Ethiopia

Tigray Leader Debretsion Gebremichael Confirms Bombing Airport In Eritrean Capital

Tigray regional government leader Debretsion Gebremichael on Sunday confirmed his forces bombed the airport in Eritrea’s capital, Asmara, on Saturday, reported Reuters.

The bombing marks a major escalation as the deadly fighting in Ethiopia’s northern Tigray region now spills across an international border.

Gebremichael accused Eritrea of sending thousands of troops and tanks into Tigray in support of the Ethiopian government. He said his forces were under attack on several fronts.

“Our country is attacking us with a foreign country, Eritrea. Treason!,” the Tigray leader confirmed to Reuters, without providing further details or evidence of his claims.

Gebremichael said 16 Eritrean military divisions are currently fighting alongside the Ethiopian government troops against the TPLF forces.

“As long as troops are here fighting, we will take any legitimate military target and we will fire,” said the Tigray leader, denying reports that Tigray regional forces have entered Eritrea.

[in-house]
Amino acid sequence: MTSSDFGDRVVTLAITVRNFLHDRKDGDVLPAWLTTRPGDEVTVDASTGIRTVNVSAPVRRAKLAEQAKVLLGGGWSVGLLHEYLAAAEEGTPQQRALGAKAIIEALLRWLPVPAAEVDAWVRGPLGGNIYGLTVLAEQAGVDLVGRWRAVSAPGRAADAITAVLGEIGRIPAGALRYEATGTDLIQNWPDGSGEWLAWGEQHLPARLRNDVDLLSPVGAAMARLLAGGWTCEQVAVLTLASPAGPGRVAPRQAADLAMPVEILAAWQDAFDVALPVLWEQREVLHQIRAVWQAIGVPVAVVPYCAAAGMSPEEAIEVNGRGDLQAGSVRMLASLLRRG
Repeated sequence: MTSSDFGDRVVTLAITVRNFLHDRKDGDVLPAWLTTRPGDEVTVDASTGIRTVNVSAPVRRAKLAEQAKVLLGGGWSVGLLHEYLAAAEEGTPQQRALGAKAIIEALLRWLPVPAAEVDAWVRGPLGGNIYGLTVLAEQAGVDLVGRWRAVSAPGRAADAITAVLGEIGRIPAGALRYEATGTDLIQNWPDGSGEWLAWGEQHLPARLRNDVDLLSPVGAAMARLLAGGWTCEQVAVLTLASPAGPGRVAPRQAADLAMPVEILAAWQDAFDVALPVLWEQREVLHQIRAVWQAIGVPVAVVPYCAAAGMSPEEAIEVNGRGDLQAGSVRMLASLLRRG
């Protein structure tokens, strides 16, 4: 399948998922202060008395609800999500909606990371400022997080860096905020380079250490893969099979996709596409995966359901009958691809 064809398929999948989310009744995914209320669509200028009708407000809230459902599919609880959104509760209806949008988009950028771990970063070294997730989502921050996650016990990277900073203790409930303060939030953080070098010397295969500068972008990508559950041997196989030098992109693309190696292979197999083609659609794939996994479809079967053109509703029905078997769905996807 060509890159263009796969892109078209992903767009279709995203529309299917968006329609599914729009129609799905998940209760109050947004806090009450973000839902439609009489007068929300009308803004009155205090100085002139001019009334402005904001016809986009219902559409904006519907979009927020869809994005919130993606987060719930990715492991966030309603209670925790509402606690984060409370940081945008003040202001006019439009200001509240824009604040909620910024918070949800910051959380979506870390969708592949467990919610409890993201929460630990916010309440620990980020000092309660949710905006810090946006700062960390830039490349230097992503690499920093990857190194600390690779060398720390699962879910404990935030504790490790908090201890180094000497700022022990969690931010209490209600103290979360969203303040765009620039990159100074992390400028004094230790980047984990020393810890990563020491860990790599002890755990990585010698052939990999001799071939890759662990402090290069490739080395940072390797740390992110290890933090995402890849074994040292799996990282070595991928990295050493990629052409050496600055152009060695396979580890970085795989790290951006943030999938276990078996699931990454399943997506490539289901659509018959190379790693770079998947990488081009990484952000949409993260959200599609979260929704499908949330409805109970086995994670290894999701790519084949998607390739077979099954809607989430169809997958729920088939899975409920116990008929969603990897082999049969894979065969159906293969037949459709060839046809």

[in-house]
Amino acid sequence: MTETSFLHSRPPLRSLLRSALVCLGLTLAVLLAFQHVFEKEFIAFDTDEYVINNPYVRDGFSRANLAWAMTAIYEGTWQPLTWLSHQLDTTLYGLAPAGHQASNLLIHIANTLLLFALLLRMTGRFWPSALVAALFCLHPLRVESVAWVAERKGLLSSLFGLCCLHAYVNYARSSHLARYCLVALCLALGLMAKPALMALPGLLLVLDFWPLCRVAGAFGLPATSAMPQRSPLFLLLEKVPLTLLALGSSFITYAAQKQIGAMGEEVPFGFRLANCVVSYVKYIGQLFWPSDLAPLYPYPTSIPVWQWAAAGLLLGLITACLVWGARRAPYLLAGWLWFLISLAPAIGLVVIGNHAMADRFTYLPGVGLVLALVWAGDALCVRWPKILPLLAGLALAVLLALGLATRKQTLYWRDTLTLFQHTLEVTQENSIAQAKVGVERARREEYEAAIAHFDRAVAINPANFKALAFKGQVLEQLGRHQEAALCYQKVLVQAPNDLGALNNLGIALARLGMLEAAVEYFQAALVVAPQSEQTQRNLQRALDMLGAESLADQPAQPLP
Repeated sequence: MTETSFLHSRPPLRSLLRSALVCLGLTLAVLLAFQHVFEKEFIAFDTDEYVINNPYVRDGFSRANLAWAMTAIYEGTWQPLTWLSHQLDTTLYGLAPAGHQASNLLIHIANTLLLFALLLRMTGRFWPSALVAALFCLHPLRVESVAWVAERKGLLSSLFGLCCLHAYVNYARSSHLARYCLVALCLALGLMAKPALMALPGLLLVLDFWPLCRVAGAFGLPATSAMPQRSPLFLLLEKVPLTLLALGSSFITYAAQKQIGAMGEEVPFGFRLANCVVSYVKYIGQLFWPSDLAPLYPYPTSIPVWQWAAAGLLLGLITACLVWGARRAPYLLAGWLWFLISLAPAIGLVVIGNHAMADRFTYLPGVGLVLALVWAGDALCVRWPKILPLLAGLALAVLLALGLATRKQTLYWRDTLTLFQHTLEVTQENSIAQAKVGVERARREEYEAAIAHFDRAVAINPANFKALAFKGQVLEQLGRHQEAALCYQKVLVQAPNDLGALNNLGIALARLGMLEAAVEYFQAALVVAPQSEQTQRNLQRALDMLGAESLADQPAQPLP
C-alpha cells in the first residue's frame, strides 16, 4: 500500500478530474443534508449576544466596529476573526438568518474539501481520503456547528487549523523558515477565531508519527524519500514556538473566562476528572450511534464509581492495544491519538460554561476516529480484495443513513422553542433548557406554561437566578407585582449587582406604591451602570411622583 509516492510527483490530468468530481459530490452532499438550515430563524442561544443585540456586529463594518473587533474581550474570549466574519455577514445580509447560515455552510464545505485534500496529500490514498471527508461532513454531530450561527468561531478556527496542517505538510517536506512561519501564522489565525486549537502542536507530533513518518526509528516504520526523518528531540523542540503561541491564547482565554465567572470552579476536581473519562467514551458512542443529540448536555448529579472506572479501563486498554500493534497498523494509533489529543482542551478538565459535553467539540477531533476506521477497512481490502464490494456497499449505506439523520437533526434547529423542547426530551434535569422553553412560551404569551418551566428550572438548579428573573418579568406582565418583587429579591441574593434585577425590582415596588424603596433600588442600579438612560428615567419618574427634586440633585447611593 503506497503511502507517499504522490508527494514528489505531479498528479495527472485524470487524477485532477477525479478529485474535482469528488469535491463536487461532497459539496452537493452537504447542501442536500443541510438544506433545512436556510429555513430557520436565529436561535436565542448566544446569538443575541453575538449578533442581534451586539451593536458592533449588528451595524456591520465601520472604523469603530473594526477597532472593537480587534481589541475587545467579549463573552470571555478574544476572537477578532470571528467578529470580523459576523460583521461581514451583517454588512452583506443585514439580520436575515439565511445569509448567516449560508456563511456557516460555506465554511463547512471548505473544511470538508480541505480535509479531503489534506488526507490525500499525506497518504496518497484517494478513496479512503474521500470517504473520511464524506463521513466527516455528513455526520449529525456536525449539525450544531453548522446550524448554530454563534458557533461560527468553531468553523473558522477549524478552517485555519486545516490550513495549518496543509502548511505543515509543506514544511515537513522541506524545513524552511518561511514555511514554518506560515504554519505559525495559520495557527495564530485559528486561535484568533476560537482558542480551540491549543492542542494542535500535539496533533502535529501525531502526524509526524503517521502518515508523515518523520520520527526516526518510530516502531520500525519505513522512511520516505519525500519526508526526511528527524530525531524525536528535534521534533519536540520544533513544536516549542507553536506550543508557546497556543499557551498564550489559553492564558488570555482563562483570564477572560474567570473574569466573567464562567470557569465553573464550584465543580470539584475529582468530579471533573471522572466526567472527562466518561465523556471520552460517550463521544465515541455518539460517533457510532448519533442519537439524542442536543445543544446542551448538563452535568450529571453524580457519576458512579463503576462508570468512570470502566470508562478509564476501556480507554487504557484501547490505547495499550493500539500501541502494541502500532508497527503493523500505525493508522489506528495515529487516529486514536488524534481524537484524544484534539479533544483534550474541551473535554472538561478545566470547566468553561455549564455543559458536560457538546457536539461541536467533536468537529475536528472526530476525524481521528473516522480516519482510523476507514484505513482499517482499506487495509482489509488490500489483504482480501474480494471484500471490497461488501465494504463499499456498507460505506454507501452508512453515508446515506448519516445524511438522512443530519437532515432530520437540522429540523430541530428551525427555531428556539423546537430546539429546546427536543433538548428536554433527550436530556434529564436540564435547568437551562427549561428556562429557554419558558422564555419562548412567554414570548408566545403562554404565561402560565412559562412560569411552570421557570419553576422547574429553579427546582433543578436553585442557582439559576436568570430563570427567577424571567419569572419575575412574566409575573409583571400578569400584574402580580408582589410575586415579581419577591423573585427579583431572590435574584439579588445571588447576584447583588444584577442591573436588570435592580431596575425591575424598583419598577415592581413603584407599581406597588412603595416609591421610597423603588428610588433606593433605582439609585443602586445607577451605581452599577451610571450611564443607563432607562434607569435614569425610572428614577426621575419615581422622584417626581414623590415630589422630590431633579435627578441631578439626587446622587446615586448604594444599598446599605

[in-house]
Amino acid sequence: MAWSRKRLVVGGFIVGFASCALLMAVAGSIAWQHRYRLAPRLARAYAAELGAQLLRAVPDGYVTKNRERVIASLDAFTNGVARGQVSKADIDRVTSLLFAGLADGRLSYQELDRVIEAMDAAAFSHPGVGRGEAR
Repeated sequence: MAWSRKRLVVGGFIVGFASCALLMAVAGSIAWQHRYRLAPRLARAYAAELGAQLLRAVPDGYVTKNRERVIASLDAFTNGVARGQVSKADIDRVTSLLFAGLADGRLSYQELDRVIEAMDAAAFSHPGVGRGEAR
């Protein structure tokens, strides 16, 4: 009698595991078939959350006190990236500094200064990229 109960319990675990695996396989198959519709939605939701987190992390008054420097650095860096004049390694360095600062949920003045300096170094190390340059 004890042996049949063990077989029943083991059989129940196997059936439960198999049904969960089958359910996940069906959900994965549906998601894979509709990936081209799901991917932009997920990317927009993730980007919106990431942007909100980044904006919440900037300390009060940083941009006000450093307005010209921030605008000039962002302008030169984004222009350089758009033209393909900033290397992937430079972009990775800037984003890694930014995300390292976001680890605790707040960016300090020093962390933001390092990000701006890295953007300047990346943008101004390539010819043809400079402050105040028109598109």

When asked if TPLF is planning to target Ethiopia’s capital, he said, “I don’t want to tell you, but the missiles are long-range as well.”

On Sunday, Prime Minister Abiy Ahmed tweeted that Ethiopia was more than capable of achieving its objectives in Tigray “by itself” without specifically addressing Debretsion’s claims.

Abiy launched a military offensive in the restive Tigray northern region on November 4 after accusing local forces of attacking federal troops based in the northern state.

The Ethiopian government accuses Tigray’s leaders of treason and says the military operations will help in restoring the rule of law. Last week, Mr. Abiy appointed an interim administrator for the northern Tigray state.  Eritrea’s government has denied any involvement in the conflict.

The conflict has already killed hundreds of people and threatens to destabilize other parts of Ethiopia and the Horn of Africa. According to the United Nations, at least 20,000 Ethiopians have fled into Sudan so far due to the violence.

Caroline Finnegan

A professionnal journalist for the past ten years, I cover global news and economic affairs for The Chief Observer.

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